Nail It Then Scale It

The Secret to Entrepreneurial Success in One Sentence

In this blog I have argued that there is a new entrepreneurial model that replaces the old, planning-first, building-first model that we used to teach. If I had to summarize this new model and the secret to entrepreneurial success in one sentence it would be the following:

1) Recognize your idea is a guess about how to satisfy customers and 2) inexpensively and quickly test that guess with customers before building products or scaling the business.

At the core, to succeed as an entrepreneur or an intrapreneur (inside a corporation), you must test your guesses and iterate your way to success. This is the heart of the new entrepreneur and the science of how the new science of entrepreneurial management. Of course there are more details which I have written about here and here as well as in my book, Nail It then Scale It.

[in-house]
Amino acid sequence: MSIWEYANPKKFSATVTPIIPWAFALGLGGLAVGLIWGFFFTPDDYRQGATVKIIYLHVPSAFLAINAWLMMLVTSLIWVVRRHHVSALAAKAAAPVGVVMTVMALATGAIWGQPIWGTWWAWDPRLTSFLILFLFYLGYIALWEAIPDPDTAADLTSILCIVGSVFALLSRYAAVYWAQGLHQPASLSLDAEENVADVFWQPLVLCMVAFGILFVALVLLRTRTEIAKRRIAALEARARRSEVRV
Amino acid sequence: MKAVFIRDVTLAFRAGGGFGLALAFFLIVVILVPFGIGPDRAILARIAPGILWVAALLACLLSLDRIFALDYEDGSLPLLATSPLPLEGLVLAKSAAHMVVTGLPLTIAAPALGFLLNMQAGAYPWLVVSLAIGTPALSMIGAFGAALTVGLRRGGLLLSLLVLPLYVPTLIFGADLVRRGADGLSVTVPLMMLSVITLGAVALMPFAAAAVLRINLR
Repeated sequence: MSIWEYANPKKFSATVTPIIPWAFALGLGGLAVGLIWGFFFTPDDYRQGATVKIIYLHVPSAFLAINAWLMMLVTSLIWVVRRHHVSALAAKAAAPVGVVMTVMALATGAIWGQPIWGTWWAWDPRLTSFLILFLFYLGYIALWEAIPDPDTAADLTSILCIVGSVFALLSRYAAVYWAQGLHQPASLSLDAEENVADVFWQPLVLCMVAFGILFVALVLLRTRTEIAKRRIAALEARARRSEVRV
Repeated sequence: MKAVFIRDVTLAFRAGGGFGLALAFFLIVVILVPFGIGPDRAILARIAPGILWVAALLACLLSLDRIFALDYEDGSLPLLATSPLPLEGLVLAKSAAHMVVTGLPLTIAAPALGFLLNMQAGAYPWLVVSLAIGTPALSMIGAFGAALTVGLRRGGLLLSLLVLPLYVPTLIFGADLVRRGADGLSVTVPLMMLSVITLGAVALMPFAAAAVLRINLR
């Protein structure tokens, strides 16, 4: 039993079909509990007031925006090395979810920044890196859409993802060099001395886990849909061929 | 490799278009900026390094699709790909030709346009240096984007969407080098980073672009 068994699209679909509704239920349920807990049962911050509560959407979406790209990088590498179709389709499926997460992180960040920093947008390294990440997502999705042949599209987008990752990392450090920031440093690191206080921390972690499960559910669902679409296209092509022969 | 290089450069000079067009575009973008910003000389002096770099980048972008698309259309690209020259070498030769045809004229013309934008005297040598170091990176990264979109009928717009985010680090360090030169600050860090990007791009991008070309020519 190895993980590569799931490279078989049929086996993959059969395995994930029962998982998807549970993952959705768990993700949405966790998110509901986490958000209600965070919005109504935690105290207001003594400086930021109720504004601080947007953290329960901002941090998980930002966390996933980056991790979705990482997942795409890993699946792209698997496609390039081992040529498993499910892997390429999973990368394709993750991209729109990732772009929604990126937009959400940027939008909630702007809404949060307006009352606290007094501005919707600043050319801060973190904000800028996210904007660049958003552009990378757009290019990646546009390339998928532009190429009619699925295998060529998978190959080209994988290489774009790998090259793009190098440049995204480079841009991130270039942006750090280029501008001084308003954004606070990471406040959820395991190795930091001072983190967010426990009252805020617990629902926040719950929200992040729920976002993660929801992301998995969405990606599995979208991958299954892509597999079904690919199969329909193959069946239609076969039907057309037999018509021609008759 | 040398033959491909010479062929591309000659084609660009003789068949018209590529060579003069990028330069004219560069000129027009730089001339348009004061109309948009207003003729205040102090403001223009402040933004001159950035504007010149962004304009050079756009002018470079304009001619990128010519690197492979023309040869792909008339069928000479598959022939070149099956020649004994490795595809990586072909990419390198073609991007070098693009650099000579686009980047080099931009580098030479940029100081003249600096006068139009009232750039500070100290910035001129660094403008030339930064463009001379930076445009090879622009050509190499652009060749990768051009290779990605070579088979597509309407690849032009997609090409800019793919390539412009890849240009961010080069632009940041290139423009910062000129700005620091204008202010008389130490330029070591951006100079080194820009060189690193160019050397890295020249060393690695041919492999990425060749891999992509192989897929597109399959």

Mastering the Secrets of Serial Entrepreneurs

In brief, I argue that entrepreneurs have to first find the right problem (nail the pain), then iteratively reach a solution using a  series of virtual prototypes (nail the solution), while also discovering the unique way in which they can communicate with their customers (nail the go-to-market strategy). Once you get these steps right, you can focus on optimizing the business model and eventually scaling the business but only then.

Where Do Entrepreneurs Fall Down?

As part of my work with hundreds of entrepreneurs and my research (including my research on the Lean Startup with Eric Ries), I want to share with you the traps that have caught the entrepreneurs I teach, mentor, or research. Why? Because often understanding what does NOT work helps us better understand what DOES work. Every week or so, I will post a new trap that I have observed in my research with details on how to overcome it.

What Will We Cover?

I will cover traps as they relate to the following key areas:

  • The Entrepreneurial Mindset
  • Nailing the Pain
  • Nailing the Solution
  • Nailing the Go To Market Strategy

Originally posted on 9/4/2012 by on the Forbes blog

Nathan Furr

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